Maxine Peake: “I am proud of being Northern”
When I was first starting out as a journalist, all fresh-faced, keen and not unlike an eager puppy desperate to please, an experienced hack gave me some invaluable advice. “When writing up an interview, start with the most interesting thing the person said.” It was a sage piece of guidance, and one that has stood me in good stead.
So I was going to kick off this article about Maxine Peake with her thoughts on Blanche DuBois, the fragile Southern belle she is shortly to play at Manchester’s Royal Exchange. Or possibly her irritation at being continuously labelled as a “Northern actress”. Then, as I was finishing off my background reading on Peake, I discovered that when she was at RADA, Peake dubbed a girl in her year “Polly Posh Pants”. Oh, and her favourite snack is a Warburton’s crumpet. Well, you see my dilemma.
That’s the thing with Peake, though, there’s loads to say about her. From her launch into the big time on Victoria Wood’s Dinnerladies to her acclaimed portrayal of the Dane in the Exchange’s production of Hamlet in 2014, this Bolton actress has a CV as long as your arm. What’s less well known, perhaps, is her involvement in Manchester culture and community. Most recently, she was appointed patron of Manchester Histories, a small charity with a commitment to telling the stories of ordinary people. Shortly into my chat with Peake, I can tell this is right up her street.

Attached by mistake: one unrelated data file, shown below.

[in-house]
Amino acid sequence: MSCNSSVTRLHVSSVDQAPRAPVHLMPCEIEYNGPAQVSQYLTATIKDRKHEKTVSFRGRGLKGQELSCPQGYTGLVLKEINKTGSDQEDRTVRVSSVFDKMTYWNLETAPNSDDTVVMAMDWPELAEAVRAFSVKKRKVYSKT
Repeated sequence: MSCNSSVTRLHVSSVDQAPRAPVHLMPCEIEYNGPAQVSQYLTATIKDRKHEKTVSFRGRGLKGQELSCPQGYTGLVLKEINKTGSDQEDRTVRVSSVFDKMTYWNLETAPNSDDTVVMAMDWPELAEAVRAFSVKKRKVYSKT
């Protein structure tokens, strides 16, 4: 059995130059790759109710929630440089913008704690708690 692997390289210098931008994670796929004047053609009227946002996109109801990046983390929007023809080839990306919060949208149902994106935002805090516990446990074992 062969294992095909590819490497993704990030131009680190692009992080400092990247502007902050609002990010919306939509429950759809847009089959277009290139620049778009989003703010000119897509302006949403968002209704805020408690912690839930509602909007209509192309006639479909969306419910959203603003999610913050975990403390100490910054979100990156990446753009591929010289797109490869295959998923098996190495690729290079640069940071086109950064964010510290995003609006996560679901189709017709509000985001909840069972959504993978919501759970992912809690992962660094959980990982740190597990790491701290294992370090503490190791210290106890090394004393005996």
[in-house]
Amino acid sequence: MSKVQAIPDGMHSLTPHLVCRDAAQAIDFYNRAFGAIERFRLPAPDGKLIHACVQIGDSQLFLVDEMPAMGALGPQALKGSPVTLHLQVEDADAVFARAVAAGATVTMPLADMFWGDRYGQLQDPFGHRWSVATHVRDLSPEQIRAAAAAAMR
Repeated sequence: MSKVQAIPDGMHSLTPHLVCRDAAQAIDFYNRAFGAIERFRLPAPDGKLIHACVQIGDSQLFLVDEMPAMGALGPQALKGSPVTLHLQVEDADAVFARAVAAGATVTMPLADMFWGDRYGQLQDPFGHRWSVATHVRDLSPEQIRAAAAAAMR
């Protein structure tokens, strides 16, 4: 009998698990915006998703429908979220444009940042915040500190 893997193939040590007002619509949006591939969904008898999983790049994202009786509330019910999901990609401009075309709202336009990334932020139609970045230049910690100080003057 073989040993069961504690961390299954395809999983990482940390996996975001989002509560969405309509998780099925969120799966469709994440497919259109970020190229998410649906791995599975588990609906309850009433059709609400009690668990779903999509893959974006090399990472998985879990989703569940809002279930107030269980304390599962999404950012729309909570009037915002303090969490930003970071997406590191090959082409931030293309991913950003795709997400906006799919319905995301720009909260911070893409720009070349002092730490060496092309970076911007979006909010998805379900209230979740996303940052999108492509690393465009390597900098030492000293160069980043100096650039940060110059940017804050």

“I get asked to be a patron a lot, especially because I’ve moved back up North,” she tells me. “It’s fantastic, I’m not complaining but you don’t want to attach yourself to too many things because then you can’t fulfil your role. A lot of the time I live out of bags. I pack a bag up and I can be at the other end of the country for three or four months and sometimes it’s difficult explaining to people that I’m really sorry I can’t make it because I’m not around, you know. But I just thought this was really important. For me, I’m slightly obsessed with ‘we only move forward in society if we learn from our past’.
It’s a mantra oft repeated in the North, particularly in former Industrial Revolution hot-spots like Manchester, Liverpool and Leeds, all seeking to reinvent themselves as international destinations without losing their essential characters. For Peake, I get the impression that much of the connection to the past comes from her work with Salford’s Working Class Movement Library. It’s how she became involved with the Manchester Histories Festival but it dates back much earlier than that.
“I used to be a member of the Communist Party,” she says. “I was in the Salford branch which used to meet in the annex [of the WCML] and Eddie and Ruth Frow were both members. There was only a small group of us and that was when I was 18. I was from Bolton originally so I used to come over to Salford. And then I went off to drama school in London and got distracted and sort of left the Party.